It's a fun subject with a lot more detail to it than you would think at first glance.
It isn't that armor is easier. It has a whole set of challenges. Just a different set of challenges than building an aircraft subject. And there are a whole lot more possibilities for making it look like it has been in the field a while.
An airplane is fragile. There is a very finite limit to the amount of damage and dirt an airplane can endure before it just won't fly. So, if you want your model airplane to represent an operable subject, you have to use a light hand when it comes to weathering and simulated damage.
Not so with a tank or other armored vehicle. You can cover a tank in dust, dirt, mud, sand, snow, and just about anything else nature might throw at it. You can load it down with all manner of stowage: bags, tarps, infantry, and even random bits of civilian detritus. You can dent it up, rip parts of it off, shoot small holes in it, and basically just abuse it to no end and the odds are that the thing will still keep going. That makes for all sorts of fun possibilities when you model one because you can do all this stuff to it and it can still represent an operable front-line vehicle, albeit clearly one with a more interesting history. This is especially true if you model WWII subjects like I do.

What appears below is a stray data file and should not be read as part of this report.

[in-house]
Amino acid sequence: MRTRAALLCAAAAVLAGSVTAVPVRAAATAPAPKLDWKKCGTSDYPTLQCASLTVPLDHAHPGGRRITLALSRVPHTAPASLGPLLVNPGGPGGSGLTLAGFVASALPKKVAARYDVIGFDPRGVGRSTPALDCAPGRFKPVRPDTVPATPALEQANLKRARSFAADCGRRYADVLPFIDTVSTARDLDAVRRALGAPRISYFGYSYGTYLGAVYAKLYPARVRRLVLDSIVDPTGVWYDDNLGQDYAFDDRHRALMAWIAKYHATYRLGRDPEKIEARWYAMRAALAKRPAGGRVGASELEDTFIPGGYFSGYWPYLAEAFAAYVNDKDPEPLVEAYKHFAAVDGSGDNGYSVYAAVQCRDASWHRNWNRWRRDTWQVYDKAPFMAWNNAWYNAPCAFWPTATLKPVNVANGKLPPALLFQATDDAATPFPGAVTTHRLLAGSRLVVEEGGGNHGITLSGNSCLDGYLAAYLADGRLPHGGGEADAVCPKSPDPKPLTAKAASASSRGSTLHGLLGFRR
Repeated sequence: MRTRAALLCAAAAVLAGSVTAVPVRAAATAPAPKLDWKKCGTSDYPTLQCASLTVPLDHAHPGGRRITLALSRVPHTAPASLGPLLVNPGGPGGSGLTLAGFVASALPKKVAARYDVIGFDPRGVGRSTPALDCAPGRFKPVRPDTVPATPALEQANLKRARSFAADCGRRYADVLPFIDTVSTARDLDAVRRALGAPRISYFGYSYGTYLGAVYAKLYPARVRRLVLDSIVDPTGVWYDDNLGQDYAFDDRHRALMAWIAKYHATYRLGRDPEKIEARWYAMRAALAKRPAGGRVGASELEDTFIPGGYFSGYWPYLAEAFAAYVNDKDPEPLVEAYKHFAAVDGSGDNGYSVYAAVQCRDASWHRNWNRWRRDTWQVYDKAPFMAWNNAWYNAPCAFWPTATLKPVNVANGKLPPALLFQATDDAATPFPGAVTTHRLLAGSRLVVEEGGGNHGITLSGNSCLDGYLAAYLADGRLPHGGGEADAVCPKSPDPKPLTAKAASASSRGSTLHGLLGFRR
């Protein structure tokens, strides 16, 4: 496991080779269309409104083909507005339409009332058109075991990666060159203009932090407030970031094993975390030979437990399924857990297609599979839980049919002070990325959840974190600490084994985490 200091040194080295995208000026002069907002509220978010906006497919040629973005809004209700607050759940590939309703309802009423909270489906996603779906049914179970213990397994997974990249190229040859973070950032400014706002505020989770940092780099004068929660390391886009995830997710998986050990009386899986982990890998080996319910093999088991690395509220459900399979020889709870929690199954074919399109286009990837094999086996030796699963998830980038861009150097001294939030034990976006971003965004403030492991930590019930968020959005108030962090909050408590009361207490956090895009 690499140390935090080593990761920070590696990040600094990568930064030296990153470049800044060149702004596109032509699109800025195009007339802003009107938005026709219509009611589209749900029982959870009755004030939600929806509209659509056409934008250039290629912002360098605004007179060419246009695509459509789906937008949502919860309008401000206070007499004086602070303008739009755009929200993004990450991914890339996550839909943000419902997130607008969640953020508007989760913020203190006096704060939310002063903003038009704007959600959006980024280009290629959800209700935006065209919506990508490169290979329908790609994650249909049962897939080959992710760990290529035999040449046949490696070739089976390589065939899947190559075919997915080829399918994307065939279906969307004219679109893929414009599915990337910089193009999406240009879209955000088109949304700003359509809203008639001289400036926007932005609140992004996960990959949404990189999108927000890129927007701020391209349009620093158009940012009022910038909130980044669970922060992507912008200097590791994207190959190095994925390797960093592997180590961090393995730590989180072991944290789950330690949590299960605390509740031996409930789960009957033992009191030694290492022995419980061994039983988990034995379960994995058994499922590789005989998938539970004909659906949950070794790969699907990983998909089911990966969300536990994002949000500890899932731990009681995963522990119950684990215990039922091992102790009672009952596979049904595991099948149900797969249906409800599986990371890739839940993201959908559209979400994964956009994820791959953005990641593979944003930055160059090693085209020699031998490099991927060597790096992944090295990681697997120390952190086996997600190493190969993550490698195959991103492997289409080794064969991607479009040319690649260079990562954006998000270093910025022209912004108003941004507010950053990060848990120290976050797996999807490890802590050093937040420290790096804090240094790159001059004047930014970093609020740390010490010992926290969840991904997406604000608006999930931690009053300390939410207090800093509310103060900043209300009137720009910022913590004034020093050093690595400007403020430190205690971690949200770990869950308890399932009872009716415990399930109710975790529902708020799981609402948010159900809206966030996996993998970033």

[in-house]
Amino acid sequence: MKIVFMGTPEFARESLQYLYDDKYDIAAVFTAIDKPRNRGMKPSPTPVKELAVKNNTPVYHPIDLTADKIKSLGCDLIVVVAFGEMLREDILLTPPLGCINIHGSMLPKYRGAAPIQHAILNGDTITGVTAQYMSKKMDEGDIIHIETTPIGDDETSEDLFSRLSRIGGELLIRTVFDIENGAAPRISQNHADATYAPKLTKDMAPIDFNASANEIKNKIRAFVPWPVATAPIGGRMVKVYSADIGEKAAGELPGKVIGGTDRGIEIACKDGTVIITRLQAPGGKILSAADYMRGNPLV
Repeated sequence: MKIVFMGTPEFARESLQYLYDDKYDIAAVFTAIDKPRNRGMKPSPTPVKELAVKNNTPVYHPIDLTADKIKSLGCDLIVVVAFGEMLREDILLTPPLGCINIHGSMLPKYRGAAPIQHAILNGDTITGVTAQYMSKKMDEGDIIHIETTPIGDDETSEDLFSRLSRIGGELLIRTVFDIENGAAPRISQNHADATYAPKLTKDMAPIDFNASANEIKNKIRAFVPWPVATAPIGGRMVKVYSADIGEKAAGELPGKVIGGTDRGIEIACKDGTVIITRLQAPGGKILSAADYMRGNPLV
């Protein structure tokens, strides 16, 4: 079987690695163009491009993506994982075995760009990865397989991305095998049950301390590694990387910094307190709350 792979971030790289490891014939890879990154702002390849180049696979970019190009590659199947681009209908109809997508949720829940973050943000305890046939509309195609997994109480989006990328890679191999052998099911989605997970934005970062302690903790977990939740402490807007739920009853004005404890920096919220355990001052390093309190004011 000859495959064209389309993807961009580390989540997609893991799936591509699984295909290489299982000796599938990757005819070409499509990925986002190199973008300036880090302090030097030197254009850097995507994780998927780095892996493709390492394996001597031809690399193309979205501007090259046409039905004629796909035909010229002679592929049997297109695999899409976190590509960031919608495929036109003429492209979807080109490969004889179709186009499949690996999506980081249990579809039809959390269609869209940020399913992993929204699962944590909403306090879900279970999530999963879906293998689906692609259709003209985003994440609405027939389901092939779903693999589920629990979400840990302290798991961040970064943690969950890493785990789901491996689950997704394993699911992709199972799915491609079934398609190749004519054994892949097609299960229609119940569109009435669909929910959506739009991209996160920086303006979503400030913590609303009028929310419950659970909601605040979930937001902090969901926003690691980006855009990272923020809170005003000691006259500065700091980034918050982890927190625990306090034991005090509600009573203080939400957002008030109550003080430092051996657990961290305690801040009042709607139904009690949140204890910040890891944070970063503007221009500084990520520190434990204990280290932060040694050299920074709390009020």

I am still in the early stages of this project, so it is mostly building in preparation for the base paint coat. But it won't be long before I can break out the oils, pastels, washes, powder pigments, etc. and go to town.